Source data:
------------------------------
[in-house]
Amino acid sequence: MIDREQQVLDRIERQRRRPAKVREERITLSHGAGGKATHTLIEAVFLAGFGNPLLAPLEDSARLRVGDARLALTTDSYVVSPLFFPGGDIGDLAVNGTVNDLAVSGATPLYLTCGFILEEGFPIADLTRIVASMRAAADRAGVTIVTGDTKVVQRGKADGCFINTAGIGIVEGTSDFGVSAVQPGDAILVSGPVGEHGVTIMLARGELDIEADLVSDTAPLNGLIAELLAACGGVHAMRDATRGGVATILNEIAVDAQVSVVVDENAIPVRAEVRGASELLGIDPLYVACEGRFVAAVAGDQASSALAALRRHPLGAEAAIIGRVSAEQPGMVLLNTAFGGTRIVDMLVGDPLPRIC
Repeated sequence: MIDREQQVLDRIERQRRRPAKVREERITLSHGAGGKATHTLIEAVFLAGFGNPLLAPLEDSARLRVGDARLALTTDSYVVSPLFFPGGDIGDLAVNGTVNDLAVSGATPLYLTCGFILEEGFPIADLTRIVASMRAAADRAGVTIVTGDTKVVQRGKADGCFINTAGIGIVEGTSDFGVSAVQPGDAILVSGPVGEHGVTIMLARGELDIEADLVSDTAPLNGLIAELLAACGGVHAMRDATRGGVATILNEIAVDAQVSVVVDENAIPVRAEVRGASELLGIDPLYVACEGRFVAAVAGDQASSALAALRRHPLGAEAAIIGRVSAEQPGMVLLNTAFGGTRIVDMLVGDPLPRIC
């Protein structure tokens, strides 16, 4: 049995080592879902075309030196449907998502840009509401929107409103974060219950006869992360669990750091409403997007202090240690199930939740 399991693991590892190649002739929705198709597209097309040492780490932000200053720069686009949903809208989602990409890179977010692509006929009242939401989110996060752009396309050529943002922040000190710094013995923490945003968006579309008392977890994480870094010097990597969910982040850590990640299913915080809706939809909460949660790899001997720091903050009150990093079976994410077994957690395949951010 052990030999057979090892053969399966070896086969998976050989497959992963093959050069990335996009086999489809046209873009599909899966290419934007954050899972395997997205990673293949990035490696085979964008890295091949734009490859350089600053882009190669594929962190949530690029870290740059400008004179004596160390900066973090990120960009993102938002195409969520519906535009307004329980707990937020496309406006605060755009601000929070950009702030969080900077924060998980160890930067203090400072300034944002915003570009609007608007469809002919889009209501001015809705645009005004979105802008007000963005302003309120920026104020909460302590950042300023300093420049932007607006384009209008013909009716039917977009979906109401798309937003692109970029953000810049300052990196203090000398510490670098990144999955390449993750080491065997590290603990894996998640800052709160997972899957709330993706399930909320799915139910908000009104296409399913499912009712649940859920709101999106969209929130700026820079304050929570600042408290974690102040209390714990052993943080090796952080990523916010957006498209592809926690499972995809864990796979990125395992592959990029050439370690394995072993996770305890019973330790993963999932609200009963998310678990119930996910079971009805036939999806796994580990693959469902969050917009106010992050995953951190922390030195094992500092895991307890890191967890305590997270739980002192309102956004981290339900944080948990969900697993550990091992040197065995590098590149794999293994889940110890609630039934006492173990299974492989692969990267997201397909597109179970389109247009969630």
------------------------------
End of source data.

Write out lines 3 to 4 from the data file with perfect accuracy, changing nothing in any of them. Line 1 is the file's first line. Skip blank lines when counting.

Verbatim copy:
Repeated sequence: MIDREQQVLDRIERQRRRPAKVREERITLSHGAGGKATHTLIEAVFLAGFGNPLLAPLEDSARLRVGDARLALTTDSYVVSPLFFPGGDIGDLAVNGTVNDLAVSGATPLYLTCGFILEEGFPIADLTRIVASMRAAADRAGVTIVTGDTKVVQRGKADGCFINTAGIGIVEGTSDFGVSAVQPGDAILVSGPVGEHGVTIMLARGELDIEADLVSDTAPLNGLIAELLAACGGVHAMRDATRGGVATILNEIAVDAQVSVVVDENAIPVRAEVRGASELLGIDPLYVACEGRFVAAVAGDQASSALAALRRHPLGAEAAIIGRVSAEQPGMVLLNTAFGGTRIVDMLVGDPLPRIC
């Protein structure tokens, strides 16, 4: 049995080592879902075309030196449907998502840009509401929107409103974060219950006869992360669990750091409403997007202090240690199930939740 399991693991590892190649002739929705198709597209097309040492780490932000200053720069686009949903809208989602990409890179977010692509006929009242939401989110996060752009396309050529943002922040000190710094013995923490945003968006579309008392977890994480870094010097990597969910982040850590990640299913915080809706939809909460949660790899001997720091903050009150990093079976994410077994957690395949951010 052990030999057979090892053969399966070896086969998976050989497959992963093959050069990335996009086999489809046209873009599909899966290419934007954050899972395997997205990673293949990035490696085979964008890295091949734009490859350089600053882009190669594929962190949530690029870290740059400008004179004596160390900066973090990120960009993102938002195409969520519906535009307004329980707990937020496309406006605060755009601000929070950009702030969080900077924060998980160890930067203090400072300034944002915003570009609007608007469809002919889009209501001015809705645009005004979105802008007000963005302003309120920026104020909460302590950042300023300093420049932007607006384009209008013909009716039917977009979906109401798309937003692109970029953000810049300052990196203090000398510490670098990144999955390449993750080491065997590290603990894996998640800052709160997972899957709330993706399930909320799915139910908000009104296409399913499912009712649940859920709101999106969209929130700026820079304050929570600042408290974690102040209390714990052993943080090796952080990523916010957006498209592809926690499972995809864990796979990125395992592959990029050439370690394995072993996770305890019973330790993963999932609200009963998310678990119930996910079971009805036939999806796994580990693959469902969050917009106010992050995953951190922390030195094992500092895991307890890191967890305590997270739980002192309102956004981290339900944080948990969900697993550990091992040197065995590098590149794999293994889940110890609630039934006492173990299974492989692969990267997201397909597109179970389109247009969630």